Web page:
The tiger is the only big cat with a striped coat. The stripe pattern works well as camouflage in the dense foliage of forests or tall grasslands that they frequent. They prefer to stalk and ambush their prey. Their size easily allows them to pull down their victims. Tigers are primarily crepuscular, hunting at dusk and dawn. They are usually found in areas close to rivers or other water sources and they seem to enjoy the water, resting and cooling in it. They are also known to chase their prey into the water, which slows the prey down. Tigers are solitary, with males having territories that overlap those of several females. Females give birth to 3-4 per litter. Young tigers will stay with their mothers for 18 months or more, before striking out on their own. Tigers can live 10-15 years in the wild and over 20 years in human care.
There are thought to be fewer than 3,500 tigers left in the wild; once found as far west as Turkey, they are now only found in South and Southeast Asia, China and the Russia Far East. Tigers have been eradicated from many parts of their historic ranges as their habitats are destroyed and they are killed as perceived ‘threats’ to humans. However, the biggest threat tigers currently face is poaching for the illegal wildlife trade. Every part of the tiger – from whiskers to tail is valued as traditional medicine, folk remedies, and status symbols in many Asian cultures. The very same demand and subsequent high black market value that threatens the world’s five rhino species.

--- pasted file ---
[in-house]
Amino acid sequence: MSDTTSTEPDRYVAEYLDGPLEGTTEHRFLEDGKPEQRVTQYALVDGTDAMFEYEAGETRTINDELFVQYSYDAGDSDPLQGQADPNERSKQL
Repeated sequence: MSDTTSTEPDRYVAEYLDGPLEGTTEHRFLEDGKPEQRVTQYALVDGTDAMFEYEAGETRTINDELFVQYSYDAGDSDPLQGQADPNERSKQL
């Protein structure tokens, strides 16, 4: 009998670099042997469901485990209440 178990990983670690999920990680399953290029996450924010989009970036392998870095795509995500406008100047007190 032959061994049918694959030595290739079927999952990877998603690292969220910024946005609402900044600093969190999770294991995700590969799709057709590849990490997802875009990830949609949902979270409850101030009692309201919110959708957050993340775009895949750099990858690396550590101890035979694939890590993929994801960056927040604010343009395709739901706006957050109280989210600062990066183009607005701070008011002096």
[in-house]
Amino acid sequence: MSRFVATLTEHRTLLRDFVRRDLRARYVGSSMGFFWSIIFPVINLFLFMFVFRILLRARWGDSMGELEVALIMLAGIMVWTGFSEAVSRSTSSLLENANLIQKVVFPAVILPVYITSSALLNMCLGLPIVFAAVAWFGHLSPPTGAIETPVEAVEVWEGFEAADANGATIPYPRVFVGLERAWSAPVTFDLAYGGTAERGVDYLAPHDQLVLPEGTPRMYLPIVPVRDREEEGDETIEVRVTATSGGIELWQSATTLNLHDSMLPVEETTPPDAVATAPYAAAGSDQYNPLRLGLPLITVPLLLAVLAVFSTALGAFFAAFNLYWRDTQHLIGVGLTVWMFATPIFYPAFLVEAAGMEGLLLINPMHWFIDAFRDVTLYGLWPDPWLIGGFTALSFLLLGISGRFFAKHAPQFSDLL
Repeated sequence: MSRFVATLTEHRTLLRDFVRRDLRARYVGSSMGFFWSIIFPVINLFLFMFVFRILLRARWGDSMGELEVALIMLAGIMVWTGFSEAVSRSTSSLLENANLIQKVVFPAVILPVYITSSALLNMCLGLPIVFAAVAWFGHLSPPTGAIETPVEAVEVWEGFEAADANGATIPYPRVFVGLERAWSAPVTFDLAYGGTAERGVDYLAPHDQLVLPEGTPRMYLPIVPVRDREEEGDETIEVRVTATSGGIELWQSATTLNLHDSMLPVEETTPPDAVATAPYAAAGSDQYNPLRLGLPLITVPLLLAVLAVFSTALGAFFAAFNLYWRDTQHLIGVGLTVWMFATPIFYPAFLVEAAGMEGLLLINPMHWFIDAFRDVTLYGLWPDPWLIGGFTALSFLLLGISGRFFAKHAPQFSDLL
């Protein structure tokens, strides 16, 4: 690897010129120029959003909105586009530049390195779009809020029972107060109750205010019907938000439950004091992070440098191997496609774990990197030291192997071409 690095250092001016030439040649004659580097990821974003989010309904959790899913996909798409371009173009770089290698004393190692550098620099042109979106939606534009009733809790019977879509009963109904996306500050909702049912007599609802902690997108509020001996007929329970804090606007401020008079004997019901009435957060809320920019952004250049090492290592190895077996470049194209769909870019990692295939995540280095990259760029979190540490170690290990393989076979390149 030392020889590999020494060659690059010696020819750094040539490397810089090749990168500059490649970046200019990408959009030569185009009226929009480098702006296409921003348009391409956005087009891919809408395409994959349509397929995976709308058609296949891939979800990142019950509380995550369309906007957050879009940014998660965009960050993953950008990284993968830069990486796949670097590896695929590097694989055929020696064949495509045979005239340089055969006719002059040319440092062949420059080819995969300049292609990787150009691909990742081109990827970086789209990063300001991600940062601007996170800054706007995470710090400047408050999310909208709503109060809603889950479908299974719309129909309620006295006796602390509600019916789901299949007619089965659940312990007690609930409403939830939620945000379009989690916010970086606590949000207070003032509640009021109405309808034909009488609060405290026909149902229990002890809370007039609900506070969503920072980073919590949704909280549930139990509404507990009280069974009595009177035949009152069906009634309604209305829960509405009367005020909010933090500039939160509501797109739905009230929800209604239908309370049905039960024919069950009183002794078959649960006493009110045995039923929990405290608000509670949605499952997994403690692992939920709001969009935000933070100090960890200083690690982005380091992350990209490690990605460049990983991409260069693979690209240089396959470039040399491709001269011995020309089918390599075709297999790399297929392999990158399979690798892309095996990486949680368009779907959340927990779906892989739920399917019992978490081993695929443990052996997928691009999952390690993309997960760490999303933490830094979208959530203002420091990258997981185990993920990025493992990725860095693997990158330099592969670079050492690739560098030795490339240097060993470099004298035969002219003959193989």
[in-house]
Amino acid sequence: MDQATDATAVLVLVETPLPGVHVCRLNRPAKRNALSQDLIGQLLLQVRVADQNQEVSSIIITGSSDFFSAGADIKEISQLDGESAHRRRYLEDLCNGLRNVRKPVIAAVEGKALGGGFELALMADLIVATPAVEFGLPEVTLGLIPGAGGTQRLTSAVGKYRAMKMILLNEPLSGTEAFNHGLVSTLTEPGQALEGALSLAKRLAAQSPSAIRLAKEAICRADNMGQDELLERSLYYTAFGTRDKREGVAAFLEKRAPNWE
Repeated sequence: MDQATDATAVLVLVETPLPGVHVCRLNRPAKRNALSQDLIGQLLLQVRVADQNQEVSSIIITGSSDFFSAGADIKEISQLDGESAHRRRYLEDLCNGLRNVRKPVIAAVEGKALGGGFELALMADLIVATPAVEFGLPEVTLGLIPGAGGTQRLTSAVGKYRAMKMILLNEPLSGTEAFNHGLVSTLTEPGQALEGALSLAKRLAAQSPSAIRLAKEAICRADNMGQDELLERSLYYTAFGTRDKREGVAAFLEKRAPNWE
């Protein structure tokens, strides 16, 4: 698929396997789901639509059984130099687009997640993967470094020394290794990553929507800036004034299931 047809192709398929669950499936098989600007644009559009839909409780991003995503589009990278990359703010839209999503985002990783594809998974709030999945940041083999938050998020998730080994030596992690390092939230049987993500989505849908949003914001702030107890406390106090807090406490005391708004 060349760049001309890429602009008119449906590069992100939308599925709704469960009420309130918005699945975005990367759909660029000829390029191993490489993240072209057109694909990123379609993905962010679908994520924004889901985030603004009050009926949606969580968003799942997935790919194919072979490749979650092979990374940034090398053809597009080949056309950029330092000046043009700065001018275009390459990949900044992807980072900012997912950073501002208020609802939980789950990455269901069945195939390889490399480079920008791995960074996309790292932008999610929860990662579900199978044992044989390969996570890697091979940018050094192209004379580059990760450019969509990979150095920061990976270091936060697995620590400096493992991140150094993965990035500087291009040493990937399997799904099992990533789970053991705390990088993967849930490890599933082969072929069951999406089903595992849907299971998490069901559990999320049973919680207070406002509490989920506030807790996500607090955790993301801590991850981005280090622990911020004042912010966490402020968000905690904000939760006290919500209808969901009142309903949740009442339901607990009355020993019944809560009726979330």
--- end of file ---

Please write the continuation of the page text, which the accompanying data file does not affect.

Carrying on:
White Oak currently cares for two young males as part of our cooperative sustainability programs with partner AZA institutions. By housing and caring for these animals, White Oak plays a valuable role in freeing space for active conservation breeding programs at our partner institutions. They also represent a flagship species and apex predator and provide a great opportunity to educate our guests about their plight. Another White Oak species, the Indian rhino, shares its home in Nepal and India with the tiger. Both of these charismatic species benefit from the protection of their shared riverine habitat, as do a multitude of smaller and lesser-known endangered species.